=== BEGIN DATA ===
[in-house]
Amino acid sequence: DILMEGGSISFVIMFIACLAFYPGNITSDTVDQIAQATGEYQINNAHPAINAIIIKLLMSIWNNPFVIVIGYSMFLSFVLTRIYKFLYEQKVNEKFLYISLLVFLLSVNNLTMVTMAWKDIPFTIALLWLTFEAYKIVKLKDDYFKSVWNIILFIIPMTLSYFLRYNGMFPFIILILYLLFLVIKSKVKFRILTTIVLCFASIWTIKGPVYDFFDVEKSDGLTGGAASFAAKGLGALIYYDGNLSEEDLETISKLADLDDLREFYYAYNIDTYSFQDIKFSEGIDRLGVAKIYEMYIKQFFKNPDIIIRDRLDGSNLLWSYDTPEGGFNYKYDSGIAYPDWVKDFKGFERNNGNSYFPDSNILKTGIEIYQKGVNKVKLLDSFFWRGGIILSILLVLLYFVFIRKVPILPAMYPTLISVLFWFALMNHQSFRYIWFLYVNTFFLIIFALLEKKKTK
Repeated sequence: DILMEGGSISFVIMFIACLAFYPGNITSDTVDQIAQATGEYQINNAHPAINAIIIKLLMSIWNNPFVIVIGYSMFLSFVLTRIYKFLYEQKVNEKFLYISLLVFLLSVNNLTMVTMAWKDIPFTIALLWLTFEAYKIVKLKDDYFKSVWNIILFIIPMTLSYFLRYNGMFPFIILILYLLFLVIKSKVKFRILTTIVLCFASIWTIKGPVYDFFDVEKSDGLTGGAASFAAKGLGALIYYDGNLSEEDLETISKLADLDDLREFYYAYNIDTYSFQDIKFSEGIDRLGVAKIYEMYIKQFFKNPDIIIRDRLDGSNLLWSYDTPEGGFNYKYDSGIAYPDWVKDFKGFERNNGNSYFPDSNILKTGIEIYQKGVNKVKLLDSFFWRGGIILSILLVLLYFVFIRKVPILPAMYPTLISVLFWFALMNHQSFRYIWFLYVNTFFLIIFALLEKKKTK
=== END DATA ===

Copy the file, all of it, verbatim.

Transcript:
[in-house]
Amino acid sequence: DILMEGGSISFVIMFIACLAFYPGNITSDTVDQIAQATGEYQINNAHPAINAIIIKLLMSIWNNPFVIVIGYSMFLSFVLTRIYKFLYEQKVNEKFLYISLLVFLLSVNNLTMVTMAWKDIPFTIALLWLTFEAYKIVKLKDDYFKSVWNIILFIIPMTLSYFLRYNGMFPFIILILYLLFLVIKSKVKFRILTTIVLCFASIWTIKGPVYDFFDVEKSDGLTGGAASFAAKGLGALIYYDGNLSEEDLETISKLADLDDLREFYYAYNIDTYSFQDIKFSEGIDRLGVAKIYEMYIKQFFKNPDIIIRDRLDGSNLLWSYDTPEGGFNYKYDSGIAYPDWVKDFKGFERNNGNSYFPDSNILKTGIEIYQKGVNKVKLLDSFFWRGGIILSILLVLLYFVFIRKVPILPAMYPTLISVLFWFALMNHQSFRYIWFLYVNTFFLIIFALLEKKKTK
Repeated sequence: DILMEGGSISFVIMFIACLAFYPGNITSDTVDQIAQATGEYQINNAHPAINAIIIKLLMSIWNNPFVIVIGYSMFLSFVLTRIYKFLYEQKVNEKFLYISLLVFLLSVNNLTMVTMAWKDIPFTIALLWLTFEAYKIVKLKDDYFKSVWNIILFIIPMTLSYFLRYNGMFPFIILILYLLFLVIKSKVKFRILTTIVLCFASIWTIKGPVYDFFDVEKSDGLTGGAASFAAKGLGALIYYDGNLSEEDLETISKLADLDDLREFYYAYNIDTYSFQDIKFSEGIDRLGVAKIYEMYIKQFFKNPDIIIRDRLDGSNLLWSYDTPEGGFNYKYDSGIAYPDWVKDFKGFERNNGNSYFPDSNILKTGIEIYQKGVNKVKLLDSFFWRGGIILSILLVLLYFVFIRKVPILPAMYPTLISVLFWFALMNHQSFRYIWFLYVNTFFLIIFALLEKKKTK